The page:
CORONAS-F was launched into a circular orbit with an inclination of ~82.5o and with an initial altitude of about 500 km on July 31, 2001. It operated until December 12, 2005 with a final altitude of about 350 km, Its orbital period was 94.8 minutes allowing it to perform ~15 number of orbits per day. The space device SONG (SOlar Neutron and Gamma-ray spectrometer) is an instrument of the SKL suite (Solar Cosmic Rays) developed by the Skobeltsyn Institute of Nuclear Physics, Moscow State University. SONG, consisting of a large CsI(Tl) crystal, detected X-ray and gamma-ray emission in a wide energy range 0.03-200 MeV (Kuznetsov et al. (2006)). Charged particles in different energy ranges (protons with energy 1-90 MeV, electrons 0.3-12 MeV) were measured by semiconductor and plastic scintillator telescopes (Kuznetsov et. al. 2002).

 

3. Observations and data analysis discussion

3.1 Soft and Hard X-ray emission

The duty cycle for the detection of solar flares on board CORONAS-F was about 40% as a result of its orbit parameters, so many major flares were lost during August 14, 2001 to September 12, 2005. However, 37 flares with gamma-emission and three solar neutron events were detected by CORONAS-F. Characteristics of the SONG flares (detection time, highest gamma-ray energy channel, HXR fluence) as well as SXR GOES characteristics are presented in Table 1.

 

Table 1. Solar gamma-ray flares detected by SONG (CORONAS-F) from August, 2001 to September, 2005.

N

Data dd/mm/yy

 

UT flare according SXR data (GOES) UT, hh:mm

SXR class GOES

Flare coordinates

AR

UT Flare according HXR SONG data (>500 keV), hh:mm

Emax (channel) SONG, MeV

Fluencies (>500 keV 1/(m**2)

Remarks

1

25/08/01

16:23-16:45-17:04

X5.3

S17E34

9591

16:29-16:39

60-100

7150

data till 16:39

2

05/09/01

14:25-14:32-14:34

M6.0

N15W31

9601

14:28-14:29

1.3-4

17

 

3

09/09/01

15:10-15:16-15:21

M3.4

S17E03

9607

15:12-15:13

.5-1.3

4.3

 

4

19/10/01

16:13-16:30-16:43

X1.6

N15W29

9661

16:24-16:26

1.3-4

112

ERB from 16:28

5

11/12/01

07:58-08:14-08:08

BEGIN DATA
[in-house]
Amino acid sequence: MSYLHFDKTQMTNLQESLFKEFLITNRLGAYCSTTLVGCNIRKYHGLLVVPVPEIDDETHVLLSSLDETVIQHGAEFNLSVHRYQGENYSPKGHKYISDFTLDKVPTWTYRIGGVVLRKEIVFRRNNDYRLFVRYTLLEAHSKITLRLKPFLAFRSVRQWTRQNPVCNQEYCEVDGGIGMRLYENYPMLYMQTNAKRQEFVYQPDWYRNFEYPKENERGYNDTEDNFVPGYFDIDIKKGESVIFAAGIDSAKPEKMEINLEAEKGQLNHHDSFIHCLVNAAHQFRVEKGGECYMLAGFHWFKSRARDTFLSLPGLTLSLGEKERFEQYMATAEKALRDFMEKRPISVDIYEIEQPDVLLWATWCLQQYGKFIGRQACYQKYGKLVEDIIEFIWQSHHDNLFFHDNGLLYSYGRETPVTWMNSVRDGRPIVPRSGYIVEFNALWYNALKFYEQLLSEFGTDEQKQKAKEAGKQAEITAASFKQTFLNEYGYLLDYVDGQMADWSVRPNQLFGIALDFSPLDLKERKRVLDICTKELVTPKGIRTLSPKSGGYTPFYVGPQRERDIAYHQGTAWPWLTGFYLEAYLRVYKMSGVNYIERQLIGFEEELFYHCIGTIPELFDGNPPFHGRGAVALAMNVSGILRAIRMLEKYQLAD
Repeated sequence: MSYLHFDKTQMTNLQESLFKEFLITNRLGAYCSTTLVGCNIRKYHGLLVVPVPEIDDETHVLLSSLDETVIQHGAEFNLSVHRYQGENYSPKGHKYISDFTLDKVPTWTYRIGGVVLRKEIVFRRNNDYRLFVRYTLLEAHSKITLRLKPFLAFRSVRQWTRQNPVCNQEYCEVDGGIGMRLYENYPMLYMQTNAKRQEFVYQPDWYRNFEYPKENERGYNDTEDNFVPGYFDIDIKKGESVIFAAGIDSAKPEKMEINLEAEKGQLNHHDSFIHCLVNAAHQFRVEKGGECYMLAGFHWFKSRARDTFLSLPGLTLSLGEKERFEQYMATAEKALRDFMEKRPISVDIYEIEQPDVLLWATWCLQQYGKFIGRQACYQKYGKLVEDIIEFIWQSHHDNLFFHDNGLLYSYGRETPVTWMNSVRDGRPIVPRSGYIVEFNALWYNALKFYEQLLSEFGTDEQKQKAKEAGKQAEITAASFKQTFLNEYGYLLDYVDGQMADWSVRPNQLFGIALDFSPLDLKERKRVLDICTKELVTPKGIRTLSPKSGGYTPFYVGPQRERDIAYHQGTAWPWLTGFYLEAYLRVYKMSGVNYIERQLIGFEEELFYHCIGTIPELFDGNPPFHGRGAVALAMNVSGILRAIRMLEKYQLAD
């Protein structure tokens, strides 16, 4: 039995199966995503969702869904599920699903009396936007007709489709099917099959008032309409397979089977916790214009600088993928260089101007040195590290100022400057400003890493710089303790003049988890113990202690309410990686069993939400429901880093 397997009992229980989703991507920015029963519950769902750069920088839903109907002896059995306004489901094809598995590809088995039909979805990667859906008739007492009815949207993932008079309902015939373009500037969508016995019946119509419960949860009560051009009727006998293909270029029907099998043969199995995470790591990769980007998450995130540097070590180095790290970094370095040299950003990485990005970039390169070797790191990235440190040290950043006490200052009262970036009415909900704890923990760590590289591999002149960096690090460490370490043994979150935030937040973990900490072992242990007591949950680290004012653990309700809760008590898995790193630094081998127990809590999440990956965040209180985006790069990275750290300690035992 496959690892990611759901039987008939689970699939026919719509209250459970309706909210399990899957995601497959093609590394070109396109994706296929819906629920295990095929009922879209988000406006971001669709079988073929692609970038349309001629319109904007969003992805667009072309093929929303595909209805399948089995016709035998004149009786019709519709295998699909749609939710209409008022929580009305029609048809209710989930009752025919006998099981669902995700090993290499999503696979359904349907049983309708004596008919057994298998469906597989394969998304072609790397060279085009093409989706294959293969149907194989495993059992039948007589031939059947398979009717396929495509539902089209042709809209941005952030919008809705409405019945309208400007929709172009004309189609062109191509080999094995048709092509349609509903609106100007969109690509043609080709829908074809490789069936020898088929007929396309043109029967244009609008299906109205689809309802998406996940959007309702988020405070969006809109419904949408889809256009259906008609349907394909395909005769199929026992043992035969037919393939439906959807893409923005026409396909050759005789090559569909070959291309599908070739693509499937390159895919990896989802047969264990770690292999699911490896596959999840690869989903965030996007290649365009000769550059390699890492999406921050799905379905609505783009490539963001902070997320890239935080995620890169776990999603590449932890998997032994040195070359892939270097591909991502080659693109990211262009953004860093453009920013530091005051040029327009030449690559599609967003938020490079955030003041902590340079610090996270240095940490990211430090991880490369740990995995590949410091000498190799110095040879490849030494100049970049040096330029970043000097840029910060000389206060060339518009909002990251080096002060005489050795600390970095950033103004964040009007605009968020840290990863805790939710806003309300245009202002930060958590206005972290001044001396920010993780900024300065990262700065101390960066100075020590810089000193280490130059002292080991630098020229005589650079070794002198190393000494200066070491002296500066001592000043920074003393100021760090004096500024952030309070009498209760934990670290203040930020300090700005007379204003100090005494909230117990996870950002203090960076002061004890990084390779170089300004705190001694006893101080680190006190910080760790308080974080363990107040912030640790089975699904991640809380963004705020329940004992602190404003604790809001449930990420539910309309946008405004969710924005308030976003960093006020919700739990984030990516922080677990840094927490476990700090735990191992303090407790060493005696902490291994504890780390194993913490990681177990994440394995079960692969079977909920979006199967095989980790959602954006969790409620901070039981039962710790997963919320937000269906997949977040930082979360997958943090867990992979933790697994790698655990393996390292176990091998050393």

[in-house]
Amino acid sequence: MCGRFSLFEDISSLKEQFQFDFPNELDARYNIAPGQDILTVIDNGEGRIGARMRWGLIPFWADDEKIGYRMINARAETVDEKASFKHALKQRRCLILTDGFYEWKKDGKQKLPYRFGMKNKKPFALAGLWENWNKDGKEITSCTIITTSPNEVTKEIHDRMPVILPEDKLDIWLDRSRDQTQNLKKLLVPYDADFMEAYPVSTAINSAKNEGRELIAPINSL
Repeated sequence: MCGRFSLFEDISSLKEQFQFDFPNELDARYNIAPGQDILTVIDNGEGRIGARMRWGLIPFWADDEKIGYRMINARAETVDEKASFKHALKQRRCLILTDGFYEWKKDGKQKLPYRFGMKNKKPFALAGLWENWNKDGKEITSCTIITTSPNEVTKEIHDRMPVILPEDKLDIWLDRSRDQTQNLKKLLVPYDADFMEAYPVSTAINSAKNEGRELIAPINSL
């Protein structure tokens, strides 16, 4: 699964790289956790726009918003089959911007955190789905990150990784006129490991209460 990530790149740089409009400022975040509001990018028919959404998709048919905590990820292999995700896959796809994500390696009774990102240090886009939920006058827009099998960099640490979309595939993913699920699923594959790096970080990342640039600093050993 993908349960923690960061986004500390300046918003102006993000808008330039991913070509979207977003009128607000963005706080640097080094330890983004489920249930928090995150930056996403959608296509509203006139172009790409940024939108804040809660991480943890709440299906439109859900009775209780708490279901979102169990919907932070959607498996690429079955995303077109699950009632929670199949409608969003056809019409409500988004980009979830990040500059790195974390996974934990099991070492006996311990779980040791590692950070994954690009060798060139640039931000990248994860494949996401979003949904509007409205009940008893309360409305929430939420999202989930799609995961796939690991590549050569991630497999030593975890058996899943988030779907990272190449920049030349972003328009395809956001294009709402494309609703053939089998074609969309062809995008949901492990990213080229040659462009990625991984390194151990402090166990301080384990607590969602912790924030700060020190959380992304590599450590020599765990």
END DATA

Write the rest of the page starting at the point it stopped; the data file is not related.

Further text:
X2.8

N16E41

9733

08:04-08:08

7-15

78

Polar cap

6

20/02/02

05:52-06:12-06:16

M5.1

N12W72

9825

06:09-06:11

4.4-7.7

102

 

7

20/05/02

15:21-15:27-15:31

X2.1

S21E65

9961

15:25-15:27

7.7-16.5

87

 

8

17/07/02

06:58-07:13-07:19

M8.5

N22W17

0030

07:12-07:14

1.6-4.8

91

Gap 7:12:30-7:13

9

20/07/02

21:04-21:30-21:54

X3.3

-

-

21:27-21:29

0.6-1.6

65

ERB from 216:29

10

20/08/02

08:22-08:26-08:30

M3.4

S10W38

0069

08:25-08:26

4.8-8.4

60

 

11

21/08/02

01:35-01:41-01:45

1.4

S11W47

0069

01:38-01:40

0.6-1.6

3.7

 

12

21/08/02

05:28-05:34-05:36

X1.0

S12W51

0069

05:32-05:33

4.8-8.4

17

 

13

24/08/02

00:49-01:12-01:31

X3.4

S12W51

0069

00:59-01:06

4.8-8.4

170

ERB from 01:07

14

29/08/02

12:31-12:55-13.21

M7.1

S12W73

0069

12:49-12:50

0.6-1.6

4.5

 

15

30/08/02

12:47-13:29-13:35

X1.5

N15E74

0095

13:28-13:29

4.8-8.4

32

 

16

26/04/03

03:01- 03:06-03:12

2.1

S25W34

0338

03:03-03:04

1.7-5.2

8

 

17

26/04/03

08:01-08:07- 08:09

M2.0

-

-

08:05-08:07

5.2-9.1

25

ERB from 08:07

18

27/05/03

22:56-23:07-23:13

X1.3

S07W17

0365

23:04-23:07

5.2-9.1

105

ERB from 23:12

19

28/05/03

00:17- 00:27-00:39

X3.6

S07W17

0365

00:22-00:29

5.2-9.1

450

ERB till 00:20

20

29/05/03

00:51-01:05- 01:12

X1.2

-

-

01:02-01:07

5.2-9.1

76

 

21

23/10/03

08:19- 08:35-08:49

X5.4

S21E88

0486

08:22-08:30

5.2-9.1

--

inside outer ERB

22

24/10/03

02:27- 02:54- 03:14

M7.6

S19E72

0486

02:45-02:47

0.65-1.7

24

 

23

26/10/03

05:57- 06:54- 0733

X1.2

S15E44

0486

06:16-06:19

0.65-1.7

>60

ERB till 06:15

24

28/10/03

09:51-11:10-11:24

17.2

S16E08

0486

11:02-11:13

80-130

>9200

SEP from 11:13

25

29/10/03

20:37-20:49-21:01

X10.0

S15W02

0486

20:40-20:55